the nature of africa: rhythm and socialism

The nature of Africa is all about rhythm. Rhythm pervades everything. There is a great love of music that is almost unseen anywhere else. From the very birth of a child there is rhythm in that tiny life. The child enters the world with built in rhythm: crying, kicking, blinking. This child is then exposed to the natural rhythms of the world: frogs croaking, dogs barking, crickets chirping. We all move about our days in rhythm, we talk, chew, sneeze, laugh, go to the bathroom, speak, and walk in rhythm. A child develops this sense of rhythm in Africa as it swings wrapped on its mother’s back – she fetches water, walks, and dances and the child learns rhythm. Rhythm is present even on a less basic level. In many parts of Africa the ritual of greeting someone is very rhythmic – asking the health of the greeter, his family, and his work. This is all done in an almost sing-song rhythm.

This rhythm is transferred from the natural happenings of the world into the lives of the people through drumming and dance. Drums are a key part of life in Africa. Many communities still use drums for their traditional purpose of calling a community together and sending messages. The tradition of drum and dance is never lost in Africa, that is an aspect that I think will never be lost from the cultures. We have experienced a great deal of this drum and dance tradition as part of our escapades around Ghana and in our course on the art, music, and culture of Ghana. As soon as we arrived in Ghana the rhythm of drums surrounded us. I met the rastas on the second day and began learning from them right from the get go drumming in the market. In Cape Coast we had the performance by the traditional drum and dance group and interacted in the performance with our mostly unrhythmic attempts to dance. More recently we have been coordinating drum and music lessons with our professor and professional music teachers. We had a lesson from the University of Ghana,who is a master drummer, for one of our lectures. We used the traditional Ghanaian drums for this session, they hurt the hands a bit more.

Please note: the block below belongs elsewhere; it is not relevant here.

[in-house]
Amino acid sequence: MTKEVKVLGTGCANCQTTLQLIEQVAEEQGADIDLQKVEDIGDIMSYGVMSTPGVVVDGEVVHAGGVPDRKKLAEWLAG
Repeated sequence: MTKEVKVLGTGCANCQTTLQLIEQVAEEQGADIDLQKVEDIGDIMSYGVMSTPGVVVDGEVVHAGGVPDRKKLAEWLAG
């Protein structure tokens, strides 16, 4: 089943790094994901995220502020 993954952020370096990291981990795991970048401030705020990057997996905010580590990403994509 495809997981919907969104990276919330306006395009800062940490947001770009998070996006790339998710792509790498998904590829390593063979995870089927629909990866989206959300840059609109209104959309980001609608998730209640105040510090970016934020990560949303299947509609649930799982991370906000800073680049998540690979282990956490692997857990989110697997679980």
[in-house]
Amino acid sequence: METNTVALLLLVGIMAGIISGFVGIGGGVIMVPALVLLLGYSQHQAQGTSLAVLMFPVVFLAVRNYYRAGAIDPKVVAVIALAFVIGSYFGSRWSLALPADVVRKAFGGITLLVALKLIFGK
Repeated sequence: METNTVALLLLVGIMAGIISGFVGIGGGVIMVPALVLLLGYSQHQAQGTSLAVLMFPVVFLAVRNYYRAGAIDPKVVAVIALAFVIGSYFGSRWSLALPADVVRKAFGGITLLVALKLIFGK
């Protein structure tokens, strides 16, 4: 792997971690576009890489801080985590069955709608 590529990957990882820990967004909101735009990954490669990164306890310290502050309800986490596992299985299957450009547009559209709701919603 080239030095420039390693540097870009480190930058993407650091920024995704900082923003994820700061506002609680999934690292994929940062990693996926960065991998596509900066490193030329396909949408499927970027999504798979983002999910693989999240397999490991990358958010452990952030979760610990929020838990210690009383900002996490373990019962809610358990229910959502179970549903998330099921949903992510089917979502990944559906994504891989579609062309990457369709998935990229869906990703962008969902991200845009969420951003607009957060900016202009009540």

We have also been receiving lessons from Kwasi, who has traveled extensively in the US performing and teaching drumming. He taught and did his dissertation at the University of Michigan. We took the bus to his home which was far from the center of Accra because there is a noise ban. The noise ban was in place from the government so as not to upset the gods before the harvest. Kwasi is an older, stylish and spunky man. He has a nice short afro, dark aviators, creased khakis, and an awesome tie. We start each session with creating random musical rhythms out of words that pop into Kwasi’s head and we often dance around his compound singing and stomping our feet to a rhythm. When we finally got to the drumming we were almost too tired from the dancing workout, you wonder why Africans are so fit – take up some type of African dance. Kwasi was amazing to learn from and was extremely excited to be involved with teaching students music again. He group is supposed to perform for us before we leave. we only have two more days of our course on art, music, and culture.

Along with rhythm consuming life in Africa, there is a certain natural socialism that seems to work quite well. The idea of socialism was attempted across the continent, but it failed – why – because the elites in power were too interested in keeping that power. In much of Africa, specifically in Ghana, people live in secluded hamlets (communes). These hamlets are often isolated, but they remain connected with one another through traditional festivals. In these housing groups there is an idea of communal labor. If your neighbor’s fence has a hole in it the community comes together to work and fix it. This concern for everyone in the community builds the connectivity and social care. This is also evidenced in the ritual greeting and concern for the well being of a fellow community member. Within the hamlet everyone learns how to do every job, everyone knows how to do everything – so everyone helps with everything. There is also a communal yard, court, open space for market, dance, festival, and meeting. I think that this natural socialism helps to build and grow the rhythm of the community.

Professor Dzokoto, lecturing us on the music of Ghana, told us that if you are not part of the community you will not know the rhythm of the community. If you are a stranger to the community you will not know the rhythm of the community. Rhythm pervades all. Kwasi told us that from a young age he began drumming, first on people’s heads. I like to think that I understand that rhythm. As far back as I can remember and as I am told, I was drumming on everything. From my leg, to my desk, to the church pew, to the dinner table – I loved rhythm, rhythm pervades all.

News from Africa:
If you may have missed the news President Bush has placed sanctions on Sudan over Darfur. This marks a great point in his botched presidency. Placing sanctions on companies that operate in Sudan or with Sudan will create a stronger push for a change and hopefully a peace in the Darfur region.

Today the government of Niger dissolved. Yes dissolved, their parliament voted no confidence in the Executive branch because of troubles and corruption in regards to money usage. What this means for Niger I cannot say, but this will definitely be something to keep watch.

Index of blog post series on Ghana.

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